In this work, we give two results of different nature. The first one concerns some relations between tensors problems. The dtensor isomorphism problem (d\(\textsf {TI}\)) asks, given two dtensors \(T_1\) and \(T_2\), if there are d invertible matrices \(A_1,\dots ,A_d\) sending \(T_1\) to \(T_2\). We introduce another problem called dtensor monomial isomorphism problem (d\(\textsf {TI}^*\)), where instead of having d invertible matrices, we require that one of them must be monomial. We show that d\(\textsf {TI}^*\) reduces to 3\(\textsf {TI}\) for every \(d \ge 4\). To show this, we use techniques from [7] where the authors exhibit a reduction from monomial code equivalence to matrix code equivalence. We reformulate this reduction in terms of tensors, and we generalize it in higher dimensions. In particular, we show that d\(\textsf {TI}^*\) is reducible to \((2d1)\)\(\textsf {TI}\), and then, using a result from [14], we get as corollary that d\(\textsf {TI}^*\) reduces to 3\(\textsf {TI}\). Our techniques are the following: given the reduction \(\Psi \) and the \((2d1)\)tensors \(\Psi (T_1)\) and \(\Psi (T_2)\), we project to the vector space \(\mathbb {W}\) where we expect the action of the monomial matrix. Then, we consider the projected tensor as a 2tensor in order to compute its rank. We show that some constrains on the rank imply that the matrix acting on \(\mathbb {W}\) is monomial. Observe that the techniques from [14] can be adapted and used as well, but they are less efficient in terms of output dimension, since the reduction is looser with respect to the one given in [7]. Another contribution is about the sumrank code equivalence. Using the result from above, we reduce the problem of deciding whether two sumrank codes are equivalent to the problem of deciding if two matrix codes are equivalent. Note that a similar result is given in [24] with the assumption that some automorphisms group are of a given form. While such hypothesis is mostly satisfied for randomly generated matrix codes (for example the ones used in cryptography [6]), here we give an unconditional reduction. Unfortunately, our reduction produces matrix codes with dimension and sizes that are polynomially bigger than the starting parameters of the sumrank codes. In particular, we get a \(\mathcal {O}(x^6)\) overhead. Due to this result, we can conclude that for the three considered metrics (Hamming, rank, sumrank), Code Equivalence problems are in the class \(\textsf {TI}\). Figure 1 summarizes new and known reductions between code equivalence and other problems, showing the route we used. This work is organized as follows. In Sect. 2 we give some preliminaries on tensors, linear codes and equivalence problems in different metrics. Section 3 introduces the monomial isomorphism problem for tensors and a proof of its \(\textsf {TI}\)hardness is given. Section 4 concerns the proof that the code equivalence problem in the sumrank metric can be reduced to the same problem in the rank metric.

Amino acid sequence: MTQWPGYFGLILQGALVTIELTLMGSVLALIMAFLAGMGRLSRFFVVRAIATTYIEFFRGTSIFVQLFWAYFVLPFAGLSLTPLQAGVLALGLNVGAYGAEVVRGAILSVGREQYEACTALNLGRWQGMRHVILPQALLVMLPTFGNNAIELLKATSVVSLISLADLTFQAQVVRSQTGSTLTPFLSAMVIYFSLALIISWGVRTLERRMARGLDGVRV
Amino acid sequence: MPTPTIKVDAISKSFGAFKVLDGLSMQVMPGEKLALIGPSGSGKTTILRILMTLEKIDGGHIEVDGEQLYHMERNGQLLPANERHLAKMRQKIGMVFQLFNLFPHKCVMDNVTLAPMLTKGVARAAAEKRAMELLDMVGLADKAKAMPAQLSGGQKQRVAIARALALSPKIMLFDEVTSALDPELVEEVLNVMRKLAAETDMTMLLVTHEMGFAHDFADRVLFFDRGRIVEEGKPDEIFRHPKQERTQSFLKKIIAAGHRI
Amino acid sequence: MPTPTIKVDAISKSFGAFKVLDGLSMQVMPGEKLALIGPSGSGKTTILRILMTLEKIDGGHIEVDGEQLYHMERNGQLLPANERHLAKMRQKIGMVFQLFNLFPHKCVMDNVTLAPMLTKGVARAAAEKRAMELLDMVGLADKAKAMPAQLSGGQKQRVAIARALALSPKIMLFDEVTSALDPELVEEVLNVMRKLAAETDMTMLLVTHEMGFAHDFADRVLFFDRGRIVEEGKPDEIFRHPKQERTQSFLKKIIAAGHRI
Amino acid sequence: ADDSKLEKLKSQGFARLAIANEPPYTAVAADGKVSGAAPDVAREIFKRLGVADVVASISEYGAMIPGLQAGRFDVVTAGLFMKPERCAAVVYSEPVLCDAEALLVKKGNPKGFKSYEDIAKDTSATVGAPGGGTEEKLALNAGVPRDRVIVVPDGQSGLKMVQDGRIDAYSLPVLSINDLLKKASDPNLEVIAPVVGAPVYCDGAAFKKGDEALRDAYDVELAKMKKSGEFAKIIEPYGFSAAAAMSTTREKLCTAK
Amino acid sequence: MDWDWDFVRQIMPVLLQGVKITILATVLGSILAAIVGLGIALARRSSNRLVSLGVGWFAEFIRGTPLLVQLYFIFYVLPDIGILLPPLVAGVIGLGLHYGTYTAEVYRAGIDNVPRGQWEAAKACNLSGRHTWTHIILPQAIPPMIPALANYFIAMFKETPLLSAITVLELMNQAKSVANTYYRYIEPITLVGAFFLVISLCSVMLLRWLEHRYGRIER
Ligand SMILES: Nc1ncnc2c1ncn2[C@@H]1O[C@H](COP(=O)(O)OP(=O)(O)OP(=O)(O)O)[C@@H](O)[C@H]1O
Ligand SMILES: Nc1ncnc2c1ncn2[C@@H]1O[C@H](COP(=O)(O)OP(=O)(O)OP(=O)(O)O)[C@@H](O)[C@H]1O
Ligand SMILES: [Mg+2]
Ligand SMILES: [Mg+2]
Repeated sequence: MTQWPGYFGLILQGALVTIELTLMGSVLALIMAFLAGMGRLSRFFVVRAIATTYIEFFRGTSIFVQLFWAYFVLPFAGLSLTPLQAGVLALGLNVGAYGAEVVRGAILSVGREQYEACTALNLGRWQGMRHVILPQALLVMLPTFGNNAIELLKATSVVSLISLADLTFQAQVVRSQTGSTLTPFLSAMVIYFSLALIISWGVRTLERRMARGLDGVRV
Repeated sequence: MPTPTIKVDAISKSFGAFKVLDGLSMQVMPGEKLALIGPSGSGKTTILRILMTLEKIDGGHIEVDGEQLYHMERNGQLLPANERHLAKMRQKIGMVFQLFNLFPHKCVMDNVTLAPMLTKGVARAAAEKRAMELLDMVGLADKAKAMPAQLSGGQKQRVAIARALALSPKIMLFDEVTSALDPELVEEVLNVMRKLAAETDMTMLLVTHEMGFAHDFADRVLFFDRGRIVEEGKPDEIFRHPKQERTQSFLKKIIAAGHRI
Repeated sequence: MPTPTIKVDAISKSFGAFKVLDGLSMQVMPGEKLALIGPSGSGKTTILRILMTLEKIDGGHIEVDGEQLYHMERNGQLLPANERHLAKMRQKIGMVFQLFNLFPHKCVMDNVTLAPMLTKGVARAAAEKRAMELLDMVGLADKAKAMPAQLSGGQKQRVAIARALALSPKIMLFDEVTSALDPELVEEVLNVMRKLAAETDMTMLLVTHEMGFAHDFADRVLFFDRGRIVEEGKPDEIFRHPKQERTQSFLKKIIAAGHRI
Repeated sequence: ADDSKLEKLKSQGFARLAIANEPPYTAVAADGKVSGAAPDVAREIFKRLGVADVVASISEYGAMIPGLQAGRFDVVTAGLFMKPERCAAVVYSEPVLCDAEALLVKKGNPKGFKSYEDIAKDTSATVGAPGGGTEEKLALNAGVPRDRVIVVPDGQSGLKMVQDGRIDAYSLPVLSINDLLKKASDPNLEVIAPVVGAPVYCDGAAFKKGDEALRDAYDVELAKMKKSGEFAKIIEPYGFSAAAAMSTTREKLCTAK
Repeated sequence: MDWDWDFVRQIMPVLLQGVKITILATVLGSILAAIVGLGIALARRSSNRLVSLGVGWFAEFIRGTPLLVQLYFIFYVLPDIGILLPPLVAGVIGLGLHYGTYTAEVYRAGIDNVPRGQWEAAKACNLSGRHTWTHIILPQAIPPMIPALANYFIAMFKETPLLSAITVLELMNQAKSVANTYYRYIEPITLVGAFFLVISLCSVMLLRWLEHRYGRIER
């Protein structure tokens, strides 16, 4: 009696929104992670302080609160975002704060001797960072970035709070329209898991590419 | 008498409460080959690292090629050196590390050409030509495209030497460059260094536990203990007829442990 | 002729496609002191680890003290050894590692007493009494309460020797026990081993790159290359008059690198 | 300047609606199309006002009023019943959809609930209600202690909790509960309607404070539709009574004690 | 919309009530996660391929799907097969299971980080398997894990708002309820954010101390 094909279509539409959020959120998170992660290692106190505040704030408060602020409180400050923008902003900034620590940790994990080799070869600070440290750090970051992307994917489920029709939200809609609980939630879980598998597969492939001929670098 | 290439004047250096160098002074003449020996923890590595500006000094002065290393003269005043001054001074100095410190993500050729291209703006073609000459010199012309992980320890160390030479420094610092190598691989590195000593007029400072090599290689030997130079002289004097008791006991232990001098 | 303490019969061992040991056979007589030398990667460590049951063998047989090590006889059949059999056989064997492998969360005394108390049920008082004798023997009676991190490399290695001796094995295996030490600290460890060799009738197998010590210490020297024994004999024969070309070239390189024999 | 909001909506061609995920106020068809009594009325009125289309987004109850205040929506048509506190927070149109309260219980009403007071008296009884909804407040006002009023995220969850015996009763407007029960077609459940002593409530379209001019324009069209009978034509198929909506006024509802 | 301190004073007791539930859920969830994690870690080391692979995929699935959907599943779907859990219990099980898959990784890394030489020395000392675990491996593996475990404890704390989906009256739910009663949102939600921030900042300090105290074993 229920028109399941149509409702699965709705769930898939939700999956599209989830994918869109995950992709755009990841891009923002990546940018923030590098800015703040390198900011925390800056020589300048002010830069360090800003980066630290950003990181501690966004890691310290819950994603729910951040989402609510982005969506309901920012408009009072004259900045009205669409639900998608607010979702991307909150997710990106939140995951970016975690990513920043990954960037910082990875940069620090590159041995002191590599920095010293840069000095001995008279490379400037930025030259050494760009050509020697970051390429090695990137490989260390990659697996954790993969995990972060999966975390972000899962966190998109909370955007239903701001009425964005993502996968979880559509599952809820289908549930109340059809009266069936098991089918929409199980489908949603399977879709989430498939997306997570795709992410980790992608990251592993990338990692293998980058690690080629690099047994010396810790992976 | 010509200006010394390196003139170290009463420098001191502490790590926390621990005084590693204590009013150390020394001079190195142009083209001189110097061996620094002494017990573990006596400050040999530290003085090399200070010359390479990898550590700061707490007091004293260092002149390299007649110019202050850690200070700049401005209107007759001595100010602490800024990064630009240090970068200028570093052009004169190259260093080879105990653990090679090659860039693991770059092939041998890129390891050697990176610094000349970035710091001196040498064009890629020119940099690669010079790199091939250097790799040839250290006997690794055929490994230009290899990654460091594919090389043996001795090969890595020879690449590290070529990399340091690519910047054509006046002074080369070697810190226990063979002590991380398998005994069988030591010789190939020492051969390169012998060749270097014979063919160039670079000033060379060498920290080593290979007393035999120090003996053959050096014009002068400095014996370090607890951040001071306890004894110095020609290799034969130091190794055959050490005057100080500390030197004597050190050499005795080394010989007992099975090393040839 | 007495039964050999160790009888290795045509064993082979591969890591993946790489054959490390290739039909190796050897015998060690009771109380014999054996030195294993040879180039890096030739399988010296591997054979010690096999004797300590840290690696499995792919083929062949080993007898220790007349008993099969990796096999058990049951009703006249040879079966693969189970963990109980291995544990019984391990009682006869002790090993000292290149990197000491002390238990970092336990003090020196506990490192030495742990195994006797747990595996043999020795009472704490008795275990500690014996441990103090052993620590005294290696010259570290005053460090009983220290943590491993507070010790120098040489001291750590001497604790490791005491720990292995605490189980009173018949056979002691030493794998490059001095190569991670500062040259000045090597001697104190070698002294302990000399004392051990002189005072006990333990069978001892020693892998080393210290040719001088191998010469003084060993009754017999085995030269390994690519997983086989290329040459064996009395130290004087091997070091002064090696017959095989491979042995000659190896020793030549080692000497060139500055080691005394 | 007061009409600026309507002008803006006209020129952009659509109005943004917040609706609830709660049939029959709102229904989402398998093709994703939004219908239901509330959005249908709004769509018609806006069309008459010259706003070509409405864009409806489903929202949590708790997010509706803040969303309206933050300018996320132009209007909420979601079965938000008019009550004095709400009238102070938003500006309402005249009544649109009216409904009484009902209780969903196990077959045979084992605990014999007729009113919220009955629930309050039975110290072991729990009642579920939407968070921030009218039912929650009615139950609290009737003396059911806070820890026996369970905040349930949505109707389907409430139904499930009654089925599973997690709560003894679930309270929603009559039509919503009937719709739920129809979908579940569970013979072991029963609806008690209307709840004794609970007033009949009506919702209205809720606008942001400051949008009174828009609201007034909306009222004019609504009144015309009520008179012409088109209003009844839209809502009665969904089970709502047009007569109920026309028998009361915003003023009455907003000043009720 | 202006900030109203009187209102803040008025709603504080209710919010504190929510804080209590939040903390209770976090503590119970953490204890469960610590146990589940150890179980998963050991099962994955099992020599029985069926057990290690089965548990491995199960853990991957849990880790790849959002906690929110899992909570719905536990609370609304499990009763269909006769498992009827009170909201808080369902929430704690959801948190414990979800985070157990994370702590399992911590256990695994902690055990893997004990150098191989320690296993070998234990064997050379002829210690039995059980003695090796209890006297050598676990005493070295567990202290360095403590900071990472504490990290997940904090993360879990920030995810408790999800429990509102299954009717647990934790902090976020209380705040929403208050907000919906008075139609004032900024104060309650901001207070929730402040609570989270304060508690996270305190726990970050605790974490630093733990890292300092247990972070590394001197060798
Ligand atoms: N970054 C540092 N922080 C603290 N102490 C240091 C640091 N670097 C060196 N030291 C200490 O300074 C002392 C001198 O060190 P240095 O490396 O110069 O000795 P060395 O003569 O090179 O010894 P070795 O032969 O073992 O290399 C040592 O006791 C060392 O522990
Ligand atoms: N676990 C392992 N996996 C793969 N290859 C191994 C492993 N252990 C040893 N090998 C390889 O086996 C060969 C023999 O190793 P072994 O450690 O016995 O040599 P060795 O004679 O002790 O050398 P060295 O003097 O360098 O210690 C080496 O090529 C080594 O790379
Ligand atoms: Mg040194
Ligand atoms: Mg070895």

2 Preliminaries